Kahale was on the mainland for the college graduation of one of his sons and when he returned the enthusiasm to finish the season was still strong.

“We finished the season with one more game – it was a promotion eighth grade that day (May 26) and we played our last game, our Super Bowl with the kids we had left,” Kahale said. “I think we had about 25 kids. We just made two equal teams and had our Super Bowl at the end and it was awesome, really fun.

Kahale said the response to the program was huge for the small island.

“We kind of filled our parking lot, and you know that’s our stalls on Molokai – we were surprised how many people in the community came out,” Kahale said. “They just wanted to see their kids participate. It’s been a break for so long, especially for our young children. High school athletics started, but we didn’t have any youth sports.

Kahale wants to continue to grow the college program and plans to make it an annual season each spring.

“We have invested in brand new helmets and shoulder pads, so we hope to continue this each year and make this our feeding program for our high school,” he said. “The kids are so excited, so excited to play. They would be more excited if we traveled and played against someone else instead of bumping into each other sometimes.

Kahale added, “Hopefully at some point maybe we can align our college schedule with something that’s happening with other leagues, maybe Maui or Oahu,”

Kahale said if half of the roughly 30 eighth-graders who started the season come out as first-graders in the fall, the program will have been an immediate success. The eight-player MIL league is set to host Seabury Hall again in the fall, Kahale was told by MIL officials, making it a four-team league with Molokai, Hana and Lanai.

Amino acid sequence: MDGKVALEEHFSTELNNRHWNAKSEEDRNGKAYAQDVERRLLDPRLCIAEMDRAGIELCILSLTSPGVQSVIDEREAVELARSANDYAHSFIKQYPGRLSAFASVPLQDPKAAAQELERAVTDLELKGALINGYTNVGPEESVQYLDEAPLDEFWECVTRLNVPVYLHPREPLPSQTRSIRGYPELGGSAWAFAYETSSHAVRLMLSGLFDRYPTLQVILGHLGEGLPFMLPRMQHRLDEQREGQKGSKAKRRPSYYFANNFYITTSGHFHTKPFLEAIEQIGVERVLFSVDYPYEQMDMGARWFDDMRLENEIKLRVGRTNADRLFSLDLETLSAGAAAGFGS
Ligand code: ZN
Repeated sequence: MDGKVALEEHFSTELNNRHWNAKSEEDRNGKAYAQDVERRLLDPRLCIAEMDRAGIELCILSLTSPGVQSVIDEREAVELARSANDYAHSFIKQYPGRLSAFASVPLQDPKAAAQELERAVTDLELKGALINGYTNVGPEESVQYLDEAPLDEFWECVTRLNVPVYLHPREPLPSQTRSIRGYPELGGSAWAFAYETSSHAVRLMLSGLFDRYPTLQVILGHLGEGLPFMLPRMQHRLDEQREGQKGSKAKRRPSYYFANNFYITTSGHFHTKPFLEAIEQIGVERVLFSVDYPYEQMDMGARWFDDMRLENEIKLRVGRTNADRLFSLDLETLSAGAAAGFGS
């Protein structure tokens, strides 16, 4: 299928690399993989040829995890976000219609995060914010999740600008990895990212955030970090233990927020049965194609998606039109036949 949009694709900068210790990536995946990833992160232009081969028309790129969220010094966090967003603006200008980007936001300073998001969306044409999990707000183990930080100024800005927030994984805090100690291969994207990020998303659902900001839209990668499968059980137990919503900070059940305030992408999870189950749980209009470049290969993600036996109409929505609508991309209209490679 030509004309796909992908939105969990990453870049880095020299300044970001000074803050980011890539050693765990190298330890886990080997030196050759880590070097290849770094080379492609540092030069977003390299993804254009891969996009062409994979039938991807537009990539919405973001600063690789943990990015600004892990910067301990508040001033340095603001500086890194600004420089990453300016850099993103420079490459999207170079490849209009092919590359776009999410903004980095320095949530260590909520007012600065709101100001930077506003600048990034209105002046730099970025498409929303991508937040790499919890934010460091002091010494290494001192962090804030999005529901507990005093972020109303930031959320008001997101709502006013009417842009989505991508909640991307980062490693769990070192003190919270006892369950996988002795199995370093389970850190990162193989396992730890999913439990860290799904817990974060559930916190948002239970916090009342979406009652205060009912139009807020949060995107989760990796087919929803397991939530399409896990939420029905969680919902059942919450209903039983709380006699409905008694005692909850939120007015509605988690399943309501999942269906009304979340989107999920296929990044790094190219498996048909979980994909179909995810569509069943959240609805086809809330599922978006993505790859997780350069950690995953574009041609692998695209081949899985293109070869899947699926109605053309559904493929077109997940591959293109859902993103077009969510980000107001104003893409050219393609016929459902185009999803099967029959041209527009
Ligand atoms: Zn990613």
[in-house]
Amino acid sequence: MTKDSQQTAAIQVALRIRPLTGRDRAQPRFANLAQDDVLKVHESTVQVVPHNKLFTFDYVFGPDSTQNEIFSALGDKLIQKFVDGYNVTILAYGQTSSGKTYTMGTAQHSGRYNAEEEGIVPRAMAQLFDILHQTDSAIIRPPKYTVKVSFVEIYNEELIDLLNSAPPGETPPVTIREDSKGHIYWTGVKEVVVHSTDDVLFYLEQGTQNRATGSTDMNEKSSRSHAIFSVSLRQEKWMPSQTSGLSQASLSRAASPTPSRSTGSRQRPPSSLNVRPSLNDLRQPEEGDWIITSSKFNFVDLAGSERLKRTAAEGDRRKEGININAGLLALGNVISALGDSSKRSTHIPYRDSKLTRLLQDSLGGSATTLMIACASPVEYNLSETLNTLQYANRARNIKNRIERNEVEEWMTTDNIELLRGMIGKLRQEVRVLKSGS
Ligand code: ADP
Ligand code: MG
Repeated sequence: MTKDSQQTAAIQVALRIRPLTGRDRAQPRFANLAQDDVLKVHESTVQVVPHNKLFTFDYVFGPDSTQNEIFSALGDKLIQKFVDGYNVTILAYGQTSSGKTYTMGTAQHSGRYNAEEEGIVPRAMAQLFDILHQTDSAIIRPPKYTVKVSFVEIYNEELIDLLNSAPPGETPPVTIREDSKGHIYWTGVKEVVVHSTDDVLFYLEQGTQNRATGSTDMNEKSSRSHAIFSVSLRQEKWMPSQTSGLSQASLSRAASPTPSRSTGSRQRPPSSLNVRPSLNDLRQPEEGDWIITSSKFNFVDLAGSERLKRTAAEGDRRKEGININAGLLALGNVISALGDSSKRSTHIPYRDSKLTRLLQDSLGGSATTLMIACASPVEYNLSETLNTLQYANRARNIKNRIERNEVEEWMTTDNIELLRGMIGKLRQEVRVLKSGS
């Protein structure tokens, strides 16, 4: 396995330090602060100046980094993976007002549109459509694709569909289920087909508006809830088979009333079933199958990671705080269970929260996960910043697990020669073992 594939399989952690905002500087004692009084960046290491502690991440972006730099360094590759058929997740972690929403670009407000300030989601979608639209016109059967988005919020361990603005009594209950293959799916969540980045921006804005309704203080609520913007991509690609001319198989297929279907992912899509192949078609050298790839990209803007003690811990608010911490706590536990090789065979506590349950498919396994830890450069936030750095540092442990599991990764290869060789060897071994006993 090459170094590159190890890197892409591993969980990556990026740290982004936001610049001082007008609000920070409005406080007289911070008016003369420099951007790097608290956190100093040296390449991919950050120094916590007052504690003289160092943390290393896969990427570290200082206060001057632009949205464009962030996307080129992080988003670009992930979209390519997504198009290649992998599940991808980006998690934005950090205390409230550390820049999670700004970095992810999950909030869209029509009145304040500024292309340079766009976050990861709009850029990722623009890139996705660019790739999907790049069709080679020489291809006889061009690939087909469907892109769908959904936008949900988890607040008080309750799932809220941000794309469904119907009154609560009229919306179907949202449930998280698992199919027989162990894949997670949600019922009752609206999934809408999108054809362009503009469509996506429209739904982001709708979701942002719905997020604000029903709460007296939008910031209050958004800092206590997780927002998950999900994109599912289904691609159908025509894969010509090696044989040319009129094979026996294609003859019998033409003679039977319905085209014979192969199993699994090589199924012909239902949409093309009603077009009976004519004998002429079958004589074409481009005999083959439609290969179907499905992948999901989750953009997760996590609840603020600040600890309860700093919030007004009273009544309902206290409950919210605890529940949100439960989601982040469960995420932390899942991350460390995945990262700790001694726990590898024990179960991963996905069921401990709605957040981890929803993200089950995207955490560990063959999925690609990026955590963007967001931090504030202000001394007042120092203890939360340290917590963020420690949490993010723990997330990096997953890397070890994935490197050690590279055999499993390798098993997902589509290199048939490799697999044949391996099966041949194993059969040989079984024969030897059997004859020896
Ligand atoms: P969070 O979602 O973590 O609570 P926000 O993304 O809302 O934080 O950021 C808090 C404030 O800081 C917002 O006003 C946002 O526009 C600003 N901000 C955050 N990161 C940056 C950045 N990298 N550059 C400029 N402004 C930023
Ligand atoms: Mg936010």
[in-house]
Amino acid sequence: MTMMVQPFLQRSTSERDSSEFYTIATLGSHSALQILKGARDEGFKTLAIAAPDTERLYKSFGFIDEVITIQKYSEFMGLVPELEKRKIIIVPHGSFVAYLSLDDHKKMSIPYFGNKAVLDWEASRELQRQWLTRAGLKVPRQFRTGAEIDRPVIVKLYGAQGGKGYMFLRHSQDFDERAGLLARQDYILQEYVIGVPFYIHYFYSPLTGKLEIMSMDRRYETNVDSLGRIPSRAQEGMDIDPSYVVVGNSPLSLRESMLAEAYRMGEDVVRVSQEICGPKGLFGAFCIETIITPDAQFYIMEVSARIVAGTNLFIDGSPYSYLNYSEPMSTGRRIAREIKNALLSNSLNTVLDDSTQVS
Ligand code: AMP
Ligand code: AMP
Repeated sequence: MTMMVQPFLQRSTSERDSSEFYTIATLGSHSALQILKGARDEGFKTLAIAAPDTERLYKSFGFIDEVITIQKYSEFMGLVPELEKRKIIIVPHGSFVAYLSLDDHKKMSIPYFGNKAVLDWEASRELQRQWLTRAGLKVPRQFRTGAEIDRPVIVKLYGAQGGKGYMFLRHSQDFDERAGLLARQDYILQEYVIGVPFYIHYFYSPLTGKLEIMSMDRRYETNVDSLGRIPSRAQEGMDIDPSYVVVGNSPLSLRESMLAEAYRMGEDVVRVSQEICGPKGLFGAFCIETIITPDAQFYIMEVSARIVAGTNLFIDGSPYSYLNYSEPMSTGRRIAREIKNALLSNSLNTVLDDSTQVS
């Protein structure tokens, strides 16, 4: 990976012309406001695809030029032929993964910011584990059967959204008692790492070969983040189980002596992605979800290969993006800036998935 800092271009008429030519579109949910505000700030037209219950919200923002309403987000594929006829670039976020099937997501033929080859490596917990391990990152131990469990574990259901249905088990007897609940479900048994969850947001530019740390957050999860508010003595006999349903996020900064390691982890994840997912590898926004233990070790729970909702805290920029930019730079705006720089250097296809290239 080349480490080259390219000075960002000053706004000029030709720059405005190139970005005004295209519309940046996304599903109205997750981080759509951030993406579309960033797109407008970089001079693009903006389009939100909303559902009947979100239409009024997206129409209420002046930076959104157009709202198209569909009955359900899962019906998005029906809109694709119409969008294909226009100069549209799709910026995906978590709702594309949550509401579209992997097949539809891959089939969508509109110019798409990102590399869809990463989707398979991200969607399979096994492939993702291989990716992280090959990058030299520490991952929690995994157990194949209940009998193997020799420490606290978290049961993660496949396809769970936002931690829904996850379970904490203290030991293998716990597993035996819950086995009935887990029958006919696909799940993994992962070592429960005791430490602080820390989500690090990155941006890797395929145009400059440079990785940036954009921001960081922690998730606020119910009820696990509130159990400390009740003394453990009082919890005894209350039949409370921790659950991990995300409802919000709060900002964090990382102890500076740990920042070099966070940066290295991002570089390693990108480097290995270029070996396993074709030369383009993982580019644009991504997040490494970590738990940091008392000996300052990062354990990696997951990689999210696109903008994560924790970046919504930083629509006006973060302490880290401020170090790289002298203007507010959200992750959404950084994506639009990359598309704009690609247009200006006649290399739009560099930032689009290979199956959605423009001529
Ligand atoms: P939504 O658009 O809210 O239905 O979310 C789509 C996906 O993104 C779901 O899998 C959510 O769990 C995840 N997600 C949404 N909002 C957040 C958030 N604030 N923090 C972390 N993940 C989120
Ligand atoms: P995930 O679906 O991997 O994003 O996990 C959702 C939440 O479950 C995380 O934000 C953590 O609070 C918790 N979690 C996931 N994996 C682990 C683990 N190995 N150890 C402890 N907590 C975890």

Molokai football will get a boost when Akana Athletics – led by Molokai basketball-playing Akana brothers Ry, Jarinn and Brandyn – hosts the second Molokai Skills Camp, free for football players ages 8-17 , June 27 and 28 at Molokai High School Grounds.

The first such camp was held in 2019 before the last two years were wiped out by COVID-19.

Molokai native Kimo von Oelhoffen will be joined at camp by Dominic Raiola and Chris Naeole, all former NFL players from Hawaii.

The camp will also include Kahuku High School coaches, National Offensive Player of the Year Kainoa Carvalho and National Defensive Player of the Year Liona Lefau. Brandyn Akana’s son, Tausili Akana, a rising senior linebacker in Kahuku who has 47 college scholarship offers, will also be at camp.

“We’ve been blessed, with all of our success, so it’s something that we’ve decided as a family that we’re going to do – we’re doing basketball, we’re doing football and we’re also doing a volleyball camp,” Brandyn Akana, Kahuku’s basketball coach, said Monday by phone from the mainland, where he is visiting colleges with his son. “We want to be able to do this for the kids of Molokai once a year. This is our plan and we remember being kids in Molokai and how hard it was to get really good camps and really good instruction.

“So we think it’s our job to come back and kind of put it on for the kids who are in Molokai right now.”

*Robert Collias is at